Minimizing New Bad Debts

12:10:12 PM | 2/23/2022

The Prime Minister’s Directive 01/CT-TTg on urgent tasks required the State Bank of Vietnam (SBV) to strengthen inspection, examination and supervision of credit institutions; guide them to execute solutions to improve credit quality, speed up the handling of bad debts, control and minimize emerging bad debts.

The SBV also needs solutions to encourage credit institutions to lend enterprises and people; direct credit flows to production and business fields and priority fields; immediately handle and restructure two weak commercial banks approved by competent authorities; and continue to develop plans to handle and restructure remaining weak banks.

Rising bad debts

Data showed that the bad debt ratio in the on-balance sheet in 2021 was 1.9%, higher than 1.69% in 2020. However, the possible bad debt is much higher than the above figure because if bad debts sold to the Vietnam Asset Management Company (VAMC) are counted, the ratio is up to 3.79%.

In the midst of the COVID-19 pandemic, banks restructured debts borrowed by customers affected by the pandemic. If unpaid debts are taken into account according to Circulars 01, 03 and 14, this ratio can increase to 7.31%.

According to SBV Deputy Governor Dao Minh Tu, more than 10 years ago, overheating economy, high inflation and a real estate bubble caused bad debts of the banking system to swell to 12%. The banking industry had to struggle for many years after that with the determination of the political system and the introduction of Resolution 42/2017/QH14 to almost handle bad debts before the COVID-19 pandemic outbreak. The SBV determined the size and extent of bad debts that may occur in 2022 and beyond to have appropriate solutions to prevent bad debts from going up.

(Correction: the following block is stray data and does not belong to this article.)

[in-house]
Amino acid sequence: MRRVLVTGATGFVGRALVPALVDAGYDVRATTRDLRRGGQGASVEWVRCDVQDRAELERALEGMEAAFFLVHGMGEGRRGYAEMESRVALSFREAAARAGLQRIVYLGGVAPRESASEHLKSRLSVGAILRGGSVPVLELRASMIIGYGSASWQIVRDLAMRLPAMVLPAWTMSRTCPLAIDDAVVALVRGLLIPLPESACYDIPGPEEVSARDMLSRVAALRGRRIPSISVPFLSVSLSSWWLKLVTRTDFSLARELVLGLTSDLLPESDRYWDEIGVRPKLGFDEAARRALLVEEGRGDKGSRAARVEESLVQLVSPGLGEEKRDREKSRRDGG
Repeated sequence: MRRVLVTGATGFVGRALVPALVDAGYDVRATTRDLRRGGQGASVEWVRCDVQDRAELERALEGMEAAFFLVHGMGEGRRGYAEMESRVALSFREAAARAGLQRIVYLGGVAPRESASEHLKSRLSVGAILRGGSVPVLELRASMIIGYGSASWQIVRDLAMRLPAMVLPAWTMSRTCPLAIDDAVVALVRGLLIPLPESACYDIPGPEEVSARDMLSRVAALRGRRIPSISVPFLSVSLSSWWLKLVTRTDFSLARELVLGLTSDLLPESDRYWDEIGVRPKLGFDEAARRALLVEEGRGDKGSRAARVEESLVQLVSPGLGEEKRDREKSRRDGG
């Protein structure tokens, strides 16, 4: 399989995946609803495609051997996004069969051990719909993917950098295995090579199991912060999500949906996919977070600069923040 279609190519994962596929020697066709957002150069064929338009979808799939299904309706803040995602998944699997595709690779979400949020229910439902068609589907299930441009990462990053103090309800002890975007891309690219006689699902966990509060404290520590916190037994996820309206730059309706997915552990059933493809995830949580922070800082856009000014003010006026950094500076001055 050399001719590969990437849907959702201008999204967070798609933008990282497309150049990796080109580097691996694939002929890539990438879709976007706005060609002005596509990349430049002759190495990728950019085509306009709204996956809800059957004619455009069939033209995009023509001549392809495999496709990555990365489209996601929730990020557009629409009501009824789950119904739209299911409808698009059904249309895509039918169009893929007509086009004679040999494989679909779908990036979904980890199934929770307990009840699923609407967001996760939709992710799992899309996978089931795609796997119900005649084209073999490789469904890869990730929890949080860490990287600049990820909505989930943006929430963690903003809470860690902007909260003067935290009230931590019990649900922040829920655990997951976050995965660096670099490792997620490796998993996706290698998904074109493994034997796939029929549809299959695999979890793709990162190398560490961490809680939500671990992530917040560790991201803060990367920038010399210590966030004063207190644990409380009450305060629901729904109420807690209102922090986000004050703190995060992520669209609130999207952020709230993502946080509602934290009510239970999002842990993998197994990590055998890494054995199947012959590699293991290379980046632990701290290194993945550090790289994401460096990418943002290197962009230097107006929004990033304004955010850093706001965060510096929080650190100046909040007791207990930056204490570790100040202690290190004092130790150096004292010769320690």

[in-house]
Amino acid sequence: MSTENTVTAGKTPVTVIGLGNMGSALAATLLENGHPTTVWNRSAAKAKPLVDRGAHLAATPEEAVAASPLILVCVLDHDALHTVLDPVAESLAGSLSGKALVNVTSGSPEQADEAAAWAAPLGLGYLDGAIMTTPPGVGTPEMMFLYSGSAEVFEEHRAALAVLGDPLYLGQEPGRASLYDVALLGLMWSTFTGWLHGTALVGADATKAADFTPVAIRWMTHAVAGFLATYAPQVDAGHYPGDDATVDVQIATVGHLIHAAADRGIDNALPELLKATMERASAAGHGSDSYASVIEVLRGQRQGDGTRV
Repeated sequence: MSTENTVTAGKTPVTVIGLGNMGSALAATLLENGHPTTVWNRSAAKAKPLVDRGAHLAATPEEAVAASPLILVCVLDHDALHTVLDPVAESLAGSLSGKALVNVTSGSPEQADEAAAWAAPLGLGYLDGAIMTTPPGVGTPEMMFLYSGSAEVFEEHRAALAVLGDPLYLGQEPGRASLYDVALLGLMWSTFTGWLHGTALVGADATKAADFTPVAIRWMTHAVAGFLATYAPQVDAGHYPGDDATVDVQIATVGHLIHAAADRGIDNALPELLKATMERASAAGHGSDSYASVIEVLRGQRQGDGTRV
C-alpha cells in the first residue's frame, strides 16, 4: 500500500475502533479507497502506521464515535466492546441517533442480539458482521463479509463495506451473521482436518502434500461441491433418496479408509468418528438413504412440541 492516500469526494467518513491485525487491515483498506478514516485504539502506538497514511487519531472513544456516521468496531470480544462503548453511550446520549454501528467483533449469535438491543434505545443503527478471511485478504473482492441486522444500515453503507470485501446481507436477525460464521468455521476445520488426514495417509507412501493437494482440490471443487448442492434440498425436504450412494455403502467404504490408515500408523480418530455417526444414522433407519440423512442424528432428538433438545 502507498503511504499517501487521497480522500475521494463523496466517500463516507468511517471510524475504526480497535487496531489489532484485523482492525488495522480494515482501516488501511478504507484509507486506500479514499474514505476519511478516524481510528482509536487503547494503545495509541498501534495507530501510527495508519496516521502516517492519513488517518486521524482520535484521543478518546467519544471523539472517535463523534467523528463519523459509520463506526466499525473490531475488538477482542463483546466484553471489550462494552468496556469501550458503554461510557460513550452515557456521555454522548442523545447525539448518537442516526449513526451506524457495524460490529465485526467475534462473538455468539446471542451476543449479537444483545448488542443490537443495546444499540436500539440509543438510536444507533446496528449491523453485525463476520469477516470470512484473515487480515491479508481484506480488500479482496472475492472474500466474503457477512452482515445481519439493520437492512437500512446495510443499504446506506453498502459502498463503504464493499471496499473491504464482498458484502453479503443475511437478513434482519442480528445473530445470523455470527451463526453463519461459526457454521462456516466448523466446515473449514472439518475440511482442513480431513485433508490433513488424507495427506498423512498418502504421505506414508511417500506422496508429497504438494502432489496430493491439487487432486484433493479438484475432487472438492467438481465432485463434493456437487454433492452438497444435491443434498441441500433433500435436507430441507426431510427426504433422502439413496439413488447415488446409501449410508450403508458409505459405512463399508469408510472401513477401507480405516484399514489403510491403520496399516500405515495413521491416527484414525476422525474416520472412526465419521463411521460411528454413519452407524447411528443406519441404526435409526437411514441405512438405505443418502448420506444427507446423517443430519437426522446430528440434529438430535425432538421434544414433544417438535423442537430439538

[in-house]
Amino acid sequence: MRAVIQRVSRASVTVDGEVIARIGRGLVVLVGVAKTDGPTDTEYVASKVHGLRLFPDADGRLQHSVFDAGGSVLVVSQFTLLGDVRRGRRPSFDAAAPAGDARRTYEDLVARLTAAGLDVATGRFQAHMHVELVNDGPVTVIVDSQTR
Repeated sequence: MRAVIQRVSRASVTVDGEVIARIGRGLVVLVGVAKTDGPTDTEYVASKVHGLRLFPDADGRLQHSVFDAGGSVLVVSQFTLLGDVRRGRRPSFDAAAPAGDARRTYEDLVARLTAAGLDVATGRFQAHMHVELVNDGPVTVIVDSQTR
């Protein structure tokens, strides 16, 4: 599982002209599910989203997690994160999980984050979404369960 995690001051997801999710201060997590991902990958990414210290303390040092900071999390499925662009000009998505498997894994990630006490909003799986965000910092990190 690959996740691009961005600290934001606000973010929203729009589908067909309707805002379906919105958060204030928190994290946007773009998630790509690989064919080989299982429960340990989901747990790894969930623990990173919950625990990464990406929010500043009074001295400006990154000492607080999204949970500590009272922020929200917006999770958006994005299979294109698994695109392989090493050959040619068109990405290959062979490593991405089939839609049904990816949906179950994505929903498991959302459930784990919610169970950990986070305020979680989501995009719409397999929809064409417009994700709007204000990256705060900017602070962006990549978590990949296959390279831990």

Currently, the SBV is developing a legal framework on asset quality and bad debt settlement, including Circular 11/2021 on debt classification and provisioning; draft amendments to Circular 52/2018 on credit institution assessment; Circular 16/2021 on tightened trading of corporate bonds by credit institutions and draft amendments to Decree 153/2020 on the corporate bond market.

Besides, solutions to deal with nonperforming loans were also discussed because Resolution 42 is set to expire in 2022 and the SBV is speeding up the settlement of zero-dong banks.

Sharp increase for risk hedging

Currently, the debt restructuring period only lasts until June 30, 2022. Then, the real picture of bad debt of banks will be clearer and a likely sharp increase in bad debt is what banks have anticipated. Many have prepared to deal with this pressure and have sharply raised their risk provisioning to strengthen the buffering support.

Vietcombank has raised its hedge against bad debt on the balance sheet to 424%, a record high in the banking industry. By the end of 2021, its bad debts were VND963.67 trillion and 0.63%, the scale of bad debt on the balance sheet and the provision fund were VND6.07 trillion and VND25.74 trillion. Thus, if the lender uses its entire provision fund to bring bad debt to zero, it still has tens of trillions of dong left.

BIDV also increased provisioning in 2021 and brought its hedge for the nonperforming loan to the highest-ever level of 235%. VietinBank reported its bad debt coverage ratio at 171% in 2021 from 132% in 2020. Agribank raised its provision for bad debt from 120% in 2021 to 140% in 2022.

Joint stock commercial banks also boosted their coverage ratio for bad debts, with MB from 134% to 233%, ACB from 160% to 198%, and Techcombank from 171% to 184%.

Although it is time to be optimistic about bad debts because banks are applying the SBV’s Circular 14 on reducing, postponing, and maintaining debt categories to support customers affected by the COVID-19 pandemic, as a result, bad debts have not been clearly revealed. However, according to many experts, the recovery rate of restructured loans will improve when the pandemic is controlled and businesses gradually resume their business operations. At that time, banks will recover and handle bad debts better.

Dr. Nguyen Quoc Hung, General Secretary of the Vietnam Banking Association, said, the banking industry will need to review the implementation of Resolution 42/2017 to propose and submit the Law on Bad Debt Settlement to the lawmaking National Assembly for introduction to have more effective tools against bad debts. The regulatory framework for the handling of bad debts is very necessary. Then, bad debt settlement will be governed by its own laws that give higher legality and help banks and other relevant authorities to coordinate to handle bad debts more effectively.

 By Quynh Chi, Vietnam Business Forum